The Air Quality Index (AQI) rose to 201 on Monday, an improvement from the previous day’s reading of 276, but still considered “very poor.” While this is still good news for health-conscious citizens, it’s not great news for those who are trying to enjoy the upcoming holiday.
The Delhi government has issued a warning that residents should “avoid going out and doing strenuous physical activities,” and people with respiratory ailments should stay indoors if possible. The forecast calls for high levels of dust and pollution throughout the week, which could make matters worse as people try to enjoy their holidays.
Delhi’s air quality has turned “poor” days ahead of Diwali, according to CNN IBN. The AQI for Delhi is currently at 201 and rising. This is the second-worst reading in seven years.
The air quality index is based on readings from a network of air-quality monitoring stations, including those run by India’s Central Pollution Control Board (CPCB). The CPCB says that emissions from vehicles, construction sites, and dust are all factors contributing to Delhi’s poor air quality.
Delhi’s air quality has turned “poor” days ahead of Diwali, an official has said.
The air quality index (AQI) in the national capital was recorded at 201 today, according to data from the System of Air Quality and Weather Forecasting and Research (SAFAR).
A run-of-the-mill AQI between 0-50 is considered “good”, 51-100 “satisfactory”, 101-200 “moderate”, 201-300 “severe” and 301 or more “very poor”, according to a government statement.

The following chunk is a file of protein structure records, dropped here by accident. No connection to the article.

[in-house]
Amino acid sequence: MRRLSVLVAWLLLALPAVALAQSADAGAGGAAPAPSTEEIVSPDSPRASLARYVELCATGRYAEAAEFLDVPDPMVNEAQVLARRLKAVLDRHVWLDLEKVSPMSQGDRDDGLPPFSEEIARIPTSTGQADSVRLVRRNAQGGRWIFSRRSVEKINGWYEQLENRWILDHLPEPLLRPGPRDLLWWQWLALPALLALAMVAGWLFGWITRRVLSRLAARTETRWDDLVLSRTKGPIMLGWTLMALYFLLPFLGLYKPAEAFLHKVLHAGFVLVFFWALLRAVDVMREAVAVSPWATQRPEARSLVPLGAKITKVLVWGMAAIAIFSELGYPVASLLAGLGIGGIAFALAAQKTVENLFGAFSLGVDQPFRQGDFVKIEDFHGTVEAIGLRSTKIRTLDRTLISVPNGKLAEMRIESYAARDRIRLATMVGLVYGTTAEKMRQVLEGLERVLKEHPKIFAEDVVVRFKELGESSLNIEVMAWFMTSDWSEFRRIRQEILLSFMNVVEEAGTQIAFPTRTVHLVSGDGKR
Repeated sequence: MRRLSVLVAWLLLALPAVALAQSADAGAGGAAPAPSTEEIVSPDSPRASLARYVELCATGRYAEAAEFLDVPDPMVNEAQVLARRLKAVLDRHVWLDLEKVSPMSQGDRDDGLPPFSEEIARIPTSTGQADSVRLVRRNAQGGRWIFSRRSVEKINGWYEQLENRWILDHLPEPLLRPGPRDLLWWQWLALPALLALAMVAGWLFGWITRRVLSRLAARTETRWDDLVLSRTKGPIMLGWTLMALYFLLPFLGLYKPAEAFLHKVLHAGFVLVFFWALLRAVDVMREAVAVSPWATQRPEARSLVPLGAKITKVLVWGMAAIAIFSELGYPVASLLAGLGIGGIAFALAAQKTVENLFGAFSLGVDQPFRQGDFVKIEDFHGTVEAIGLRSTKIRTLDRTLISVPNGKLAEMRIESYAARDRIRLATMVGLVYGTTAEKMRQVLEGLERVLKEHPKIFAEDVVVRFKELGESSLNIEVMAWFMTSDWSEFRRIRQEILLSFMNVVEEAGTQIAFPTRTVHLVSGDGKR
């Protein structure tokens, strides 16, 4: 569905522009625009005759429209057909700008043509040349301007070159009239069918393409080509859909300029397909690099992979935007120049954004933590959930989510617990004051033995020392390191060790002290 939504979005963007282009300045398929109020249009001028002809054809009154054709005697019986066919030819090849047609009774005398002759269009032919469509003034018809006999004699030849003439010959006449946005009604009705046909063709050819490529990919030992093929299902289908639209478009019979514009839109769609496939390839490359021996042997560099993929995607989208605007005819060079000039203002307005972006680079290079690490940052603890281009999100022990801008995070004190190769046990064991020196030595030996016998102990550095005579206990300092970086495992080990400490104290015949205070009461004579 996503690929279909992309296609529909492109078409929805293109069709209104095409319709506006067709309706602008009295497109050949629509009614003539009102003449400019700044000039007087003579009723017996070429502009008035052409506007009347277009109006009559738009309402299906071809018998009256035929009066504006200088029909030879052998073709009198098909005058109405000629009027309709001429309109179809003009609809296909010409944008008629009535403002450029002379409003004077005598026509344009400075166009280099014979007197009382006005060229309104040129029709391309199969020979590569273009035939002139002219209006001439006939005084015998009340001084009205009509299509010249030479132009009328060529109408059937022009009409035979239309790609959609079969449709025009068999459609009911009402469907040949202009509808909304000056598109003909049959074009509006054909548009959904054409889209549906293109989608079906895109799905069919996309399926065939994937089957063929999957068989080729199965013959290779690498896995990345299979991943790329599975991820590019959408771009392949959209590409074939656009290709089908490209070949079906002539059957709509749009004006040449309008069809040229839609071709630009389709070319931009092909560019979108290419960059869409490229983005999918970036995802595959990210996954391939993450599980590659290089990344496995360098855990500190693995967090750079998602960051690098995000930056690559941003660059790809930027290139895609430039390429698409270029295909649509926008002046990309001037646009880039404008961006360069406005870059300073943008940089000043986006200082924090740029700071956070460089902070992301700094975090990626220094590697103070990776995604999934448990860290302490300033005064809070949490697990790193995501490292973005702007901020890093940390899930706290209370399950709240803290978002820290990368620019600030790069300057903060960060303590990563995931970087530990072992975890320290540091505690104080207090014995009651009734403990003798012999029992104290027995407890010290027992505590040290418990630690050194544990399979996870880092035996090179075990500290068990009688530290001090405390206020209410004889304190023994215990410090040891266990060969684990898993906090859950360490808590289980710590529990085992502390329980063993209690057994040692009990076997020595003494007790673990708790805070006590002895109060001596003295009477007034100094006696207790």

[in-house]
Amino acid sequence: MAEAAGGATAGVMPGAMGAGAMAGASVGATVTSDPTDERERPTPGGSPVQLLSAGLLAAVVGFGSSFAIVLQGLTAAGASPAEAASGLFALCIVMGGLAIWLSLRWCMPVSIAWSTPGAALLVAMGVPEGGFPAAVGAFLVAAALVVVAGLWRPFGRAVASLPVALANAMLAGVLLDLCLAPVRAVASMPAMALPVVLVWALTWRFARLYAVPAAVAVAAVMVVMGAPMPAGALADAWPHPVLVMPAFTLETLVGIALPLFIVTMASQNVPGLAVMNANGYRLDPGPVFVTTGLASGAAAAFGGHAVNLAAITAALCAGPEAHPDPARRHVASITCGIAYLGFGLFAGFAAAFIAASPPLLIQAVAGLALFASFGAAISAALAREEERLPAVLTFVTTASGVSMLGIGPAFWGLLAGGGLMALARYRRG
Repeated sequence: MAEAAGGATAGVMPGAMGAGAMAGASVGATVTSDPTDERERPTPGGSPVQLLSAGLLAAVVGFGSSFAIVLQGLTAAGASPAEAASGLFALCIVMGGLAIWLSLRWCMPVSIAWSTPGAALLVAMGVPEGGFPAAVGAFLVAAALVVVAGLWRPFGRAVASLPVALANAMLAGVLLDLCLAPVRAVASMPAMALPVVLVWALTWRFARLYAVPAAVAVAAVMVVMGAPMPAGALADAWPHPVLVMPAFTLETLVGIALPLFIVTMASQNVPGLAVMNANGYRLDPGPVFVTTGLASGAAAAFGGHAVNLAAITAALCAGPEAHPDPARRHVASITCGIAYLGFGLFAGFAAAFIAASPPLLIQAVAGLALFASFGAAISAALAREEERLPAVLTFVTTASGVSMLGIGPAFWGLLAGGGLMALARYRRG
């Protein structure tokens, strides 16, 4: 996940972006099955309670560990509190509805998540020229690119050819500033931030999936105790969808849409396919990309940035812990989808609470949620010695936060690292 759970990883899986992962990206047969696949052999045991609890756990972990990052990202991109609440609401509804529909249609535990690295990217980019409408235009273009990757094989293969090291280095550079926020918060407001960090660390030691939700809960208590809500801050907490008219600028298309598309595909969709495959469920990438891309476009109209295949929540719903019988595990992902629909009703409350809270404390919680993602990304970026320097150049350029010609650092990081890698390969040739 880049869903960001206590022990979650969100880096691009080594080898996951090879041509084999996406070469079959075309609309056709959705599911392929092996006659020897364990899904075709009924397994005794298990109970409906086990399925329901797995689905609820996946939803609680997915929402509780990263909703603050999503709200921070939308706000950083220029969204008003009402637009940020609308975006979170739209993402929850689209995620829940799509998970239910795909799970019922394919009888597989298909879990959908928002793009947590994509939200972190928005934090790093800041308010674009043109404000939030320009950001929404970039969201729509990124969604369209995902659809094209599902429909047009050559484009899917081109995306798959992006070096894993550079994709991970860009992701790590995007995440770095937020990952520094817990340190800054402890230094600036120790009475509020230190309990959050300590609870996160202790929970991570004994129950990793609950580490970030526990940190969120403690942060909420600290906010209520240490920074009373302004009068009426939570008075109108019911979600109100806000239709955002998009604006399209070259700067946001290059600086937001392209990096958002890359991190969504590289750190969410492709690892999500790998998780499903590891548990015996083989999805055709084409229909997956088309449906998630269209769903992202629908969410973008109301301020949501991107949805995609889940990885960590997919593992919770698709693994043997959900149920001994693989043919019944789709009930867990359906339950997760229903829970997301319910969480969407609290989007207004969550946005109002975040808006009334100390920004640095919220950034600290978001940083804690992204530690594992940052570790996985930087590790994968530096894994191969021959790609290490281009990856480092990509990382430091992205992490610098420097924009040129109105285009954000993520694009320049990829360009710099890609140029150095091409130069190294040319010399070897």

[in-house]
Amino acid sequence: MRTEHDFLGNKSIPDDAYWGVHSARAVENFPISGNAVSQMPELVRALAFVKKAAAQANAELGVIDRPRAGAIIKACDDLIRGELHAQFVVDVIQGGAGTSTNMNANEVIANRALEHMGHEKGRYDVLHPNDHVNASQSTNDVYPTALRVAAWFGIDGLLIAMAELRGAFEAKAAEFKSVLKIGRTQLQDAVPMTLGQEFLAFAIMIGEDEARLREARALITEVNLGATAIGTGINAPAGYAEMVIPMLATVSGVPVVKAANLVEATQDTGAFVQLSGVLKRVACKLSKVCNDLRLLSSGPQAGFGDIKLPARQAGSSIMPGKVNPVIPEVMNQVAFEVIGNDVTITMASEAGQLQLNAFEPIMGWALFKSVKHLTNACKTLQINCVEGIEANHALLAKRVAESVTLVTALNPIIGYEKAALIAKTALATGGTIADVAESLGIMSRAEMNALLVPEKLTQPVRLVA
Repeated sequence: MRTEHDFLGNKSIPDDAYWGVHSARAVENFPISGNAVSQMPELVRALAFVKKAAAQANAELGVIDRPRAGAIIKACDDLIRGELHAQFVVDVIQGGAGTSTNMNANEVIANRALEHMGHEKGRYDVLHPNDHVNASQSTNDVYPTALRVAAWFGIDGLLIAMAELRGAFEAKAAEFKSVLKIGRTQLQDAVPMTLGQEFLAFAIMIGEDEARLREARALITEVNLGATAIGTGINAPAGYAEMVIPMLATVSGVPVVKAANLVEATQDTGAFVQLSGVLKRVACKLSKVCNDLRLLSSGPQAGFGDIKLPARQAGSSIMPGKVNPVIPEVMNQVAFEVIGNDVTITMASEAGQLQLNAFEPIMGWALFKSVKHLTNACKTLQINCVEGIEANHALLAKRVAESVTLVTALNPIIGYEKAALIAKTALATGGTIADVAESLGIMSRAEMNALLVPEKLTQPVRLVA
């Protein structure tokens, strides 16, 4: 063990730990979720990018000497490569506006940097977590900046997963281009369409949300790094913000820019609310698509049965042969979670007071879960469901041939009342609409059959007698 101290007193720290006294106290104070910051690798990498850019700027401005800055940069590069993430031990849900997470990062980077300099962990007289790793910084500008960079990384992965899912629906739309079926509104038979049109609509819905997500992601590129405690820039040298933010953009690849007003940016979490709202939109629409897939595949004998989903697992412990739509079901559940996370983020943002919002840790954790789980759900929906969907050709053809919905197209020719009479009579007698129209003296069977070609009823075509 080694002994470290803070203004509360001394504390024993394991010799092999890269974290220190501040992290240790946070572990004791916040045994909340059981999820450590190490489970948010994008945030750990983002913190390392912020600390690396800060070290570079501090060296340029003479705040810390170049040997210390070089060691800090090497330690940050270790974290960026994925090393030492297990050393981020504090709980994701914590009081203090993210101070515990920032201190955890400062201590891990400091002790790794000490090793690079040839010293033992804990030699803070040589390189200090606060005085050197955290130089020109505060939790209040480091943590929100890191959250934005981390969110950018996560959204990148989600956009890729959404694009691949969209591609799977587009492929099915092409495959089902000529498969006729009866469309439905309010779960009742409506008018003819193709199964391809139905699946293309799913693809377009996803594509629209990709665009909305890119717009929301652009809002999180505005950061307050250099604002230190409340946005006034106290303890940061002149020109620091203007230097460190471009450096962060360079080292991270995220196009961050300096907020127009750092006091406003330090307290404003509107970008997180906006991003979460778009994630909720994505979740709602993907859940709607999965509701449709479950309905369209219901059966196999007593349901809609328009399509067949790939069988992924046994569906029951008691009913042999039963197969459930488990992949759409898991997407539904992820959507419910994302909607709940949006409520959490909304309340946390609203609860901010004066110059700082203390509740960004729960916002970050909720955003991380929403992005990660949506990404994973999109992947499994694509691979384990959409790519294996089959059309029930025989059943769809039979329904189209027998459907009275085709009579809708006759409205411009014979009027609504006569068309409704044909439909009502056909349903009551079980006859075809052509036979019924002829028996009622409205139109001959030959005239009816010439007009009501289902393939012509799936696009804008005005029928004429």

It said that Diwali will be celebrated on October 24, but with a focus on the rational use of energy and low carbon emissions in households, businesses, and other sectors.
Delhi’s air quality turned “poor” days before Diwali, according to the India Meteorological Department.
The AQI (Air Quality Index) in Delhi was at 201 on Saturday, the highest it has been this year. The index is based on five factors: water-soluble particulate matter, PM2.5, PM10, ozone, and carbon monoxide.
The day before Diwali is considered a ‘poor’ day for air quality because of the increase in traffic and industrial activity that occurs as people prepare for the holiday.
The DPCC has advised people to stay indoors and avoid outdoor activities if possible.
“The number of incidents reported during this period has been minimum. However, due to smog, there is a slight rise in temperature as compared to normal,” said Manish Khariyawas, lead scientist at Delhi Pollution Control Committee (DPCC).
According to DPCC officials, the main reason behind the poor air quality in Delhi is the burning of crop residue in farm fields.
The air quality index (AQI) for PM 2.5 was recorded at 407 on Wednesday morning and it is likely to go up further as the Indian Meteorological Department (IMD) predicts that pollution levels will remain high in the coming days due to stubble burning in different parts of the country including Delhi.” We are also witnessing a critical situation where pollution levels are rising rapidly with stubble burning across Punjab and Haryana,” said Anumita Roy Chowdhury,